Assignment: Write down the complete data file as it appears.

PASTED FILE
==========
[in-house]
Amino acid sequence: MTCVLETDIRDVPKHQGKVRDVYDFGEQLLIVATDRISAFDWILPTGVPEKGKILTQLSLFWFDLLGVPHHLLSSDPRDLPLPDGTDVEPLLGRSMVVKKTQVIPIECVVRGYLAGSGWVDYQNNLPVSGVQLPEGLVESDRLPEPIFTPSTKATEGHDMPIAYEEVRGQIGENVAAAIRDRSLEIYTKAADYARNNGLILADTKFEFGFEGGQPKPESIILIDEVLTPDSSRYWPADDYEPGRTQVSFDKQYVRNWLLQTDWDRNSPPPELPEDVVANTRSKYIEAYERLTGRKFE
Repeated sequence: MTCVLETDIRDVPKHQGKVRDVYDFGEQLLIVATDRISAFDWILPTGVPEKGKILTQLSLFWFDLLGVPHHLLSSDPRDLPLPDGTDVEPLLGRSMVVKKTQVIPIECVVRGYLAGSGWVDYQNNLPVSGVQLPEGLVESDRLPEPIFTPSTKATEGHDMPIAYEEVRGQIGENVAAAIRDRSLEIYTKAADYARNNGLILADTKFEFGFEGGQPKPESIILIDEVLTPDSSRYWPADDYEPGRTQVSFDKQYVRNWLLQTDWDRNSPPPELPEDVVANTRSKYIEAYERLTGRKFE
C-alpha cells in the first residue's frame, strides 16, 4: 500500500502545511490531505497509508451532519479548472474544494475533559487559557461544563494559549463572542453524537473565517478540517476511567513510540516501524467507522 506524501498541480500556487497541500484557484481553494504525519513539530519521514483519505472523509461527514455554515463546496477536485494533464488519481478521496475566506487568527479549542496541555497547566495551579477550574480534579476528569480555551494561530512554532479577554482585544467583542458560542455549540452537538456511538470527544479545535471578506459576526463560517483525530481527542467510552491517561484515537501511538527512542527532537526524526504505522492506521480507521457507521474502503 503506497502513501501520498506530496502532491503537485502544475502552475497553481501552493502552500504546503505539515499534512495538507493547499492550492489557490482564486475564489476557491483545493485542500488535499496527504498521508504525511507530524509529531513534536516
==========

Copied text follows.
[in-house]
Amino acid sequence: MTCVLETDIRDVPKHQGKVRDVYDFGEQLLIVATDRISAFDWILPTGVPEKGKILTQLSLFWFDLLGVPHHLLSSDPRDLPLPDGTDVEPLLGRSMVVKKTQVIPIECVVRGYLAGSGWVDYQNNLPVSGVQLPEGLVESDRLPEPIFTPSTKATEGHDMPIAYEEVRGQIGENVAAAIRDRSLEIYTKAADYARNNGLILADTKFEFGFEGGQPKPESIILIDEVLTPDSSRYWPADDYEPGRTQVSFDKQYVRNWLLQTDWDRNSPPPELPEDVVANTRSKYIEAYERLTGRKFE
Repeated sequence: MTCVLETDIRDVPKHQGKVRDVYDFGEQLLIVATDRISAFDWILPTGVPEKGKILTQLSLFWFDLLGVPHHLLSSDPRDLPLPDGTDVEPLLGRSMVVKKTQVIPIECVVRGYLAGSGWVDYQNNLPVSGVQLPEGLVESDRLPEPIFTPSTKATEGHDMPIAYEEVRGQIGENVAAAIRDRSLEIYTKAADYARNNGLILADTKFEFGFEGGQPKPESIILIDEVLTPDSSRYWPADDYEPGRTQVSFDKQYVRNWLLQTDWDRNSPPPELPEDVVANTRSKYIEAYERLTGRKFE
C-alpha cells in the first residue's frame, strides 16, 4: 500500500502545511490531505497509508451532519479548472474544494475533559487559557461544563494559549463572542453524537473565517478540517476511567513510540516501524467507522 506524501498541480500556487497541500484557484481553494504525519513539530519521514483519505472523509461527514455554515463546496477536485494533464488519481478521496475566506487568527479549542496541555497547566495551579477550574480534579476528569480555551494561530512554532479577554482585544467583542458560542455549540452537538456511538470527544479545535471578506459576526463560517483525530481527542467510552491517561484515537501511538527512542527532537526524526504505522492506521480507521457507521474502503 503506497502513501501520498506530496502532491503537485502544475502552475497553481501552493502552500504546503505539515499534512495538507493547499492550492489557490482564486475564489476557491483545493485542500488535499496527504498521508504525511507530524509529531513534536516